Be a good woman, be a good black, be a good gay, be a good, grateful (and always in my debt for hiring you) housekeeper/lawn worker... in the workplace, sometimes it's be a good team player. So long as you shut up and take it, ignore it, be oblivious to it... even when you're getting peed on and someone tells you it's raining.
You've probably experienced the glare or biting words of someone who just wants you to shut up and take it, no matter what.
You got any examples of "Just shut up and be a good..."?
Here's a recent one... the folks attacking Jasmyne Cannick this week for pointing out racism in the gay/lesbian community in her recent columns. She's published some of the attack emails on her site this week. It's pretty eye-opening how far people will go to maintain their place of privilege and comfort... even when faced with how their actions make others feel.
Now, if only society could approach life with a belief that racism, sexism, homophobia, classism, etc... still exist... then we could all move ahead with finding systemic and personal answers to right those historical wrongs. But when there's denial... there will never be any social change.
And people who speak out will be told... Just Shut Up and Be a Good... when they really shouldn't have to shut up at all. fs
It's a little after midnight here in L.A. I got home an hour ago from a birthday party. Teena Marie is singing "I'm Still in Love" on my iTunes. I'm sitting on the floor of my bedroom, back against the bed, with my laptop. I'm no Carrie Bradshaw kinda writer, who likes to get in different positions on the bed with the laptop. I like the floor of my bedroom... or the desk. Don't ask. I couldn't tell you why.
Friday afternoon got a call from my editor in NYC who gave the final OK on my revised pages for Right Side of the Wrong Bed. Gave me the confirmed pub date, December 2007. It's exciting getting the final OK, because sometimes you worry that your editor or publisher won't like what you've done with their revision notes an suggestions. My editor says he's been happy with my work -- that my manuscripts are in good shape when I turn them in. That's good to hear.
So now that we're waiting for the December due date, it's time to keep cracking away at book three. Book three hasn't come easy to me. Like, I know what I want to write. But the focus of the story isn't gelling. I don't know if it's too many characters/narrators -- there's like 8 or 9. Actually, I know that's it. I think a few are going to have to go so that the story can focus and move forward.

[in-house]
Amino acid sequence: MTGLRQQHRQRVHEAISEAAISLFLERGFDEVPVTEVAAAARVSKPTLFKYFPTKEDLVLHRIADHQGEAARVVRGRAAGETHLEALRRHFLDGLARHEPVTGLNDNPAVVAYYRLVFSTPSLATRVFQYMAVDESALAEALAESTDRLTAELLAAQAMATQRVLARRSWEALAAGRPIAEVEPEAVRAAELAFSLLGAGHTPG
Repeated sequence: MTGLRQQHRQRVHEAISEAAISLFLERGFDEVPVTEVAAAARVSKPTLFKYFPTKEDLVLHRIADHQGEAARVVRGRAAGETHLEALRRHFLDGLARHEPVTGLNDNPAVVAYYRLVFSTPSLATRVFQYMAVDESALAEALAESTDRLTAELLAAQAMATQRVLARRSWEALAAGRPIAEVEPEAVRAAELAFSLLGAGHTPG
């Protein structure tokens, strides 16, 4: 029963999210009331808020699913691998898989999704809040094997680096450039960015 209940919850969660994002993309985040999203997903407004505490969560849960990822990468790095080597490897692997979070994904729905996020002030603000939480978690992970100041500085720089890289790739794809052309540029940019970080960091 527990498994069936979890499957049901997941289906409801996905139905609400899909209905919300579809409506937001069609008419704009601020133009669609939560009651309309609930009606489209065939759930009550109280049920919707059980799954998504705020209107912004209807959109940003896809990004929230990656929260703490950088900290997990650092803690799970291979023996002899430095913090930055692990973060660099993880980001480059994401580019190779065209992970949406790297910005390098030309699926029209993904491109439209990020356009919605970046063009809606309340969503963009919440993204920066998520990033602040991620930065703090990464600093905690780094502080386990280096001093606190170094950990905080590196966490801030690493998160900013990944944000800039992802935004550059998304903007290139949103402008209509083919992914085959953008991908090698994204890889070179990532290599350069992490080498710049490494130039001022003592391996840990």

That's why I'm up WAY past midnight, with Writer-somnia, trying to figure out how to restructure what I've written so far. Who stays? Who goes? How do I get this story to focus around a theme? And how do I make it something people will want to read? Something I'll want to read?
And wondering if I should pull out my copy of He's Just Not That Into You to see if a recent date I had is into me... or not. I guess if you gotta ask, he's not. Hmmmm. fs
A subject that came to a close... the scheduled Blackface performance in West Hollywood. Jasmyne Cannick led a great awareness campaign and fight about why the performance is not suitable for L.A... nor anywhere else in the U.S. And she's also doing great work raising awareness of issues many LGBT of color already are aware of, but many mainstream LGBT refuse to acknowledge, or just want to deny... racism, sexism, and classism within the LGBT community. But, alas, the Blackface performance is no longer taking place in West Hollywood. It's a conclusion many people wanted.
Speaking of conclusions, endings, the last parts of books, one of the most challenging parts of writing -- whether it's a news story, novel, or short story -- is reaching a suitable and satisfying ending. I'm sure many of you have read books that had endings where you said, "What the F?" and other times when the ending left you feeling hopeful, motivated, and wondering how the characters' lives will continue once you put the book down.
I'm conclusion-challenged, I admit. When I wrote my first novel, Down For Whatever, I wrote two endings... One, the one that got published, is the "happy ending" conclusion where stories resolved in a nice way that addressed the characters' initial motivation, desires, wants.
The other ending, the one that didn't get published, was the "real life" ending. It wasn't exactly doom and gloom, but there were consequences that matched characters' previous behaviors and attitudes, and where characters didn't necessarily get what they wanted or desired -- but were OK with not getting what they wanted. It was real life, to me.
I decided to go with the "happy ending," though to this day I have second thoughts and wish I had gone in the "real life" direction. Oh well, authors always second guess themselves. Even after publication. It's in our nature.
A lot goes into how a project ends. One, is it consistent with the overall story? In other words, does the ending come out of nowhere and you're like "Huh?" Does it address the characters motivations, desires, wants? Does it tie up loose ends, including supporting characters? Does it have a twist that you planted clues to throughout the project? Does it leave readers hopeful and with a feeling of bliss? Do they cry? Want it to end? Sometimes, I deliberately slow down when I get to the end of a book because I don't want it to end.
Finally, and this is pretty important, does it leave the door open -- deliberately or not -- for a related project? If it's deliberate -- meaning, just leaving readers hanging -- that might not be too satisfying to readers. If it ties up the story, but your main character(s) can go on to future projects and adventures, that's cool. I'm not the biggest fan of sequels -- i.e. picking up where the last book ended--, but taking characters into new situations, new cities, new adventures could lead to a wonderful series that readers will enjoy.